Choose the Right Food to Keep Your Animals Warm

— Written By N.C. Cooperative Extension

Have you ever wondered how animals, especially ones without heat and shelter, survive these cold harsh winter days and nights?  The answer is simply food.  Food provides energy, and energy is required to produce body heat. Therefore, all animals including dogs, chickens, horses, goats, cows, and ducks rely on food to meet their energy requirements.  So now you have to ask yourself, does the hay I’m feeding my cows, or does the grain I’m feeding my chickens, or does the dog food I’m feeding my dog supply enough nutrients to meet my animal’s energy requirements? 

To understand your animal’s energy requirements, you first have to understand your animal’s nutritional requirements.  Each animal has a specific nutritional requirement depending on if the animal is growing, mature, or nursing a young pup, calf, or kid.  Fortunately for us, there are ways of determining the specific quantity and quality of nutrients our animals need to meet the energy requirements to stay warm in freezing weather.  North Carolina Cooperative Extension through NC State University and NC A&T State University has several publications online, https://www.ces.ncsu.edu/Publications/animalagriculture.php ,and at our extension office that give animal nutrition requirements along with feed rationing requirements. Once you’ve determined the nutritional requirement of your animal, you can then select the right food source to meet your animal’s nutritional needs. 

Knowing the nutritional content of the food source for your animals is simple.  For store bought feed such as dog food, sweet feed, or corn gluten pellets there are nutrient value tables on the bag that allow you to know the exact quantity of nutrients in that food source.  For other feeds such as whole kernel corn, cracked corn, soy hulls, fescue hay or coastal Bermuda hay, a little more work is required on your part to determine the nutritional value. You can determine the nutrient content of these feedstuffs through sending a sample of the feed to be analyzed for nutrient values to the North Carolina Department of Agriculture Commercial Animal Feed and Pet Food Program.  Our office has sampling bags and directions on how to obtain a feed sample for your convenience.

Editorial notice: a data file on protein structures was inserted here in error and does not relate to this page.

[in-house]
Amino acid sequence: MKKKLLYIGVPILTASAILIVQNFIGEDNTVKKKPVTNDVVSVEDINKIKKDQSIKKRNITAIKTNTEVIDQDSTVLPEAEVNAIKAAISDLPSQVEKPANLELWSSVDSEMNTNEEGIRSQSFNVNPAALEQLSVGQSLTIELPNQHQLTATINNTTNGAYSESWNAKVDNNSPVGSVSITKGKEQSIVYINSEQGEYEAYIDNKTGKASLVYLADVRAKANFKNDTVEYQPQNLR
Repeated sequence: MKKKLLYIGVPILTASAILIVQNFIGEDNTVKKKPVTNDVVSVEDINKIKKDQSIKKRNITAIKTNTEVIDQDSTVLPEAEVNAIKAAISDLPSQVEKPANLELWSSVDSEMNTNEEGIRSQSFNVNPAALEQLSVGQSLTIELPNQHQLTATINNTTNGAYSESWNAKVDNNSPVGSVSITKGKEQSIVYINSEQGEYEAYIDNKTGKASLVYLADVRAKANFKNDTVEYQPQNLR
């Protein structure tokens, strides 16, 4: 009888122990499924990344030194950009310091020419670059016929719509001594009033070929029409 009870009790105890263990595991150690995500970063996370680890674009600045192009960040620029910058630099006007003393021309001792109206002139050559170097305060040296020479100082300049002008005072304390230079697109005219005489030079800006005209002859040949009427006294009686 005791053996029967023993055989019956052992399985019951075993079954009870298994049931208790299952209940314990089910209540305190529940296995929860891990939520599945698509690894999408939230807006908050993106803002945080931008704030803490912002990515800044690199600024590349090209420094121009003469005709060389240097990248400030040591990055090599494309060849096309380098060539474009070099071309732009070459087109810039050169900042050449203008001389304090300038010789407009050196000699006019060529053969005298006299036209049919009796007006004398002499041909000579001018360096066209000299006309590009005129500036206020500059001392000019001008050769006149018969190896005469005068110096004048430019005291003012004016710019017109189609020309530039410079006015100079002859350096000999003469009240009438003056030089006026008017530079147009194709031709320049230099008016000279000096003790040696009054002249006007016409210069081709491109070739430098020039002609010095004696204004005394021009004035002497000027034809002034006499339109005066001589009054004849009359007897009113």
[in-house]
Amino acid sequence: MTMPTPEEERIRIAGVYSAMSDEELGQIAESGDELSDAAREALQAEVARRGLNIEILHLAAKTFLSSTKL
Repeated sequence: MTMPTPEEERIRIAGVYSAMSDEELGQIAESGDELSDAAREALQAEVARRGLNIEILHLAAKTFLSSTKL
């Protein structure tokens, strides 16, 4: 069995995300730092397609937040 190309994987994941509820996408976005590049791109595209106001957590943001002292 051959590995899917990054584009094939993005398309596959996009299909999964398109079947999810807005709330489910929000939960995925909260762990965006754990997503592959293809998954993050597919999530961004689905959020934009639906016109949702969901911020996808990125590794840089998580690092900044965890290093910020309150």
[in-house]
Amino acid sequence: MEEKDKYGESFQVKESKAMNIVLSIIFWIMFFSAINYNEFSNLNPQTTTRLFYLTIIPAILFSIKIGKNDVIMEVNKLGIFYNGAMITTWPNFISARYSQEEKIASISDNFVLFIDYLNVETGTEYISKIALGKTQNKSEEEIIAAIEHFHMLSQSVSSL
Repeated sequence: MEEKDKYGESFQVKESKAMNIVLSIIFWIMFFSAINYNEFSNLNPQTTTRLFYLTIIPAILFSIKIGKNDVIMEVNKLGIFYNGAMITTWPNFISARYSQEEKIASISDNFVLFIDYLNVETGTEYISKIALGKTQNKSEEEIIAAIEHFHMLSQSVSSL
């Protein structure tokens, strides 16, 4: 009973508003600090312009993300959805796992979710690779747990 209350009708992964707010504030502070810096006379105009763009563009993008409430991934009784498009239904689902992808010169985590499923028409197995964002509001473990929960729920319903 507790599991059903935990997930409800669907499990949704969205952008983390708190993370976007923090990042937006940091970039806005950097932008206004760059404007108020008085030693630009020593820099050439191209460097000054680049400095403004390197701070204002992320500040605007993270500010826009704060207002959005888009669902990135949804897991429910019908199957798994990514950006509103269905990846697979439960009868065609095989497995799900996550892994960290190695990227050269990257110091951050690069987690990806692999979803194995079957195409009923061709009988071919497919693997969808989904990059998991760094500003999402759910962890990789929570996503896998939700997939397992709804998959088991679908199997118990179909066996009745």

Once you have determined your animal’s nutritional requirements and the nutrient values of the food source you plan to feed them, you are all set for ensuring that your animals will stay warm throughout the cold months of the year. Remember, animals require a steady diet of high quality food to produce energy (heat) so that they may stay warm, maintain body composition and continue growing throughout the winter.

 Seth Holt is Agriculture Agent – Field Crops and Livestock for North Carolina Cooperative Extension in Lee County.

Posted on Jan 13, 2012
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